Cutting Costs on Custom Architectural Millwork

Posted by Tracey Hepner on Mar 1, 2019 1:01:36 PM
Tracey Hepner
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Problem
The age-old dilemma in construction is how does one keep the quality and uniqueness in “custom” architectural millwork without driving up the costs?

At IWS, we have found over the years the best solution is to engage early with a time-tested, quality-minded company who can partner with the GC and the Architectural team. If a company has the talent and resources to truly assist in the early ROM’s, 3D modeling and the true value engineering of material usage and engineering; then their exposure and commitment early on can save all parties involved not only money but valuable time.

A lot of end users do not understand the numerous resources it takes to create any type of architectural millwork and casework, custom or not. The general cost of unique materials and the high cost of all labor components it takes to create these venues is never an off-the-shelf solution. Most products that fall into the common space or amenities areas of these beautiful buildings we are seeing have their own unique features and considerations that need to be factored into each project.
Even if a so-called “off-the-shelf” casework product is available, ensuring its fit and function still has costs associated with it, not including the original costs of materials & fabrication. These resources or costs include:

  • Estimating
  • Engineering
  • Shop drawings and submittals
  • Field Measurements & Verification
  • As-Builts
  • Coordination with other Trades
  • Interface with Stone, Metal, Acrylics, Glass and Equipment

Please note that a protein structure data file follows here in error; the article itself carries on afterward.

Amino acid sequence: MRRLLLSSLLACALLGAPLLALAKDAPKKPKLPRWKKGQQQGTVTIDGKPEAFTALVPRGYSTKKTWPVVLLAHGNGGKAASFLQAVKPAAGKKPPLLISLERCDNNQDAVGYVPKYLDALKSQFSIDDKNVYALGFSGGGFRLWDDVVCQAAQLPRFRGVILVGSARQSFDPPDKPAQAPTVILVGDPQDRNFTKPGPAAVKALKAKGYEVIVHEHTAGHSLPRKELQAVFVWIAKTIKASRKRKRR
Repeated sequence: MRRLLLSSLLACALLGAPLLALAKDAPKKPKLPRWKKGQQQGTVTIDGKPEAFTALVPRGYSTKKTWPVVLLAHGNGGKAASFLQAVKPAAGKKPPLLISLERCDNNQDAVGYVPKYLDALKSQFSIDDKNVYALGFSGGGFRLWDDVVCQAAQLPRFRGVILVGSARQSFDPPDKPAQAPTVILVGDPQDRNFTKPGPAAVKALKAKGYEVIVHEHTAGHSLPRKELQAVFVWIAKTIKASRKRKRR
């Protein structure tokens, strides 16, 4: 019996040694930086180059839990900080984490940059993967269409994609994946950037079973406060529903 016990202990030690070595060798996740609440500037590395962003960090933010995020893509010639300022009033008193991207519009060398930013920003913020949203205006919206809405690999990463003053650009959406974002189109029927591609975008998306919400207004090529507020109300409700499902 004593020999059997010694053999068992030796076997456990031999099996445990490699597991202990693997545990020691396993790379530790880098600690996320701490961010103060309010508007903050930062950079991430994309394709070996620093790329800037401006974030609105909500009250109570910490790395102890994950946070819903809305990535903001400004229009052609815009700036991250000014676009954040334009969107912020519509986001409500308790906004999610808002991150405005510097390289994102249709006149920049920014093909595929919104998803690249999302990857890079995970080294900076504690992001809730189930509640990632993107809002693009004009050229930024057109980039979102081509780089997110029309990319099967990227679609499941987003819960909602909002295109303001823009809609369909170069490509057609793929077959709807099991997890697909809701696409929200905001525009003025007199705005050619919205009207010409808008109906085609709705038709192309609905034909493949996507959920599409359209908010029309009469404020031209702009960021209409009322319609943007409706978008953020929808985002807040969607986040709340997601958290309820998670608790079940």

In the end, if these costs have not been accounted for by whoever set the original budget and the bids start to come in; the Owner, Architect, and General Contractor can find themselves in the position of having to apply cost-cutting measures to the project just to meet the proposed budget. And if the budget is too far off as often can be the case, the only solution is to cut out product and then the owner and designer do not end up with the design intent of the project they had envisioned.

Standard Solutions

The typical approach that Architects and General Contractors (GC’s) take to manage the expenses usually comes as one of two strategies. The proactive strategy of doing the entire project as a Design-Assist project. Or the more common reactive strategy of endless value engineering that costs everyone more resources then any of us have time for. Since time is proving to be everyone’s largest constraint, this strategy results in significant impact.

Design Assist – This arrangement generally applies to the entire process. That is, the primary trades on the project are under the Design-Build contract between the Contractor and the Owner, including the architects.  The advantages to the Owners in this arrangement is well-documented. In fact, according to several construction industry surveys, its estimated that as many as 40% of all construction projects are Design-Build.

 Value Engineering – This cost-cutting process is typical of the Design-Bid-Build process, which is the contractual relationship of the vast majority of all construction projects. Value Engineering is the response to when either bids come in over the budget or, in some cases, when the Owner’s budgets were not well-known or communicated and the design the Architect put together exceeded them.